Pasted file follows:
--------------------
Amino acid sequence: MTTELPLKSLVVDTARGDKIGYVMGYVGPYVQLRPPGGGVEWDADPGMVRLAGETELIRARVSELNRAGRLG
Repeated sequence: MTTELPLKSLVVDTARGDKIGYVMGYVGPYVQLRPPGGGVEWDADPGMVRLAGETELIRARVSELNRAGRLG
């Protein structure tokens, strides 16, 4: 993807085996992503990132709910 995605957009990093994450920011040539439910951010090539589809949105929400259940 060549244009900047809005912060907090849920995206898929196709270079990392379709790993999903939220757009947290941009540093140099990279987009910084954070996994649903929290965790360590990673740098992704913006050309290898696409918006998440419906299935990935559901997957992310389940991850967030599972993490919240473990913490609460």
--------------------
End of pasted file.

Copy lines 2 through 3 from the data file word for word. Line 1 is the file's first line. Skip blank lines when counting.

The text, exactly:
Repeated sequence: MTTELPLKSLVVDTARGDKIGYVMGYVGPYVQLRPPGGGVEWDADPGMVRLAGETELIRARVSELNRAGRLG
């Protein structure tokens, strides 16, 4: 993807085996992503990132709910 995605957009990093994450920011040539439910951010090539589809949105929400259940 060549244009900047809005912060907090849920995206898929196709270079990392379709790993999903939220757009947290941009540093140099990279987009910084954070996994649903929290965790360590990673740098992704913006050309290898696409918006998440419906299935990935559901997957992310389940991850967030599972993490919240473990913490609460």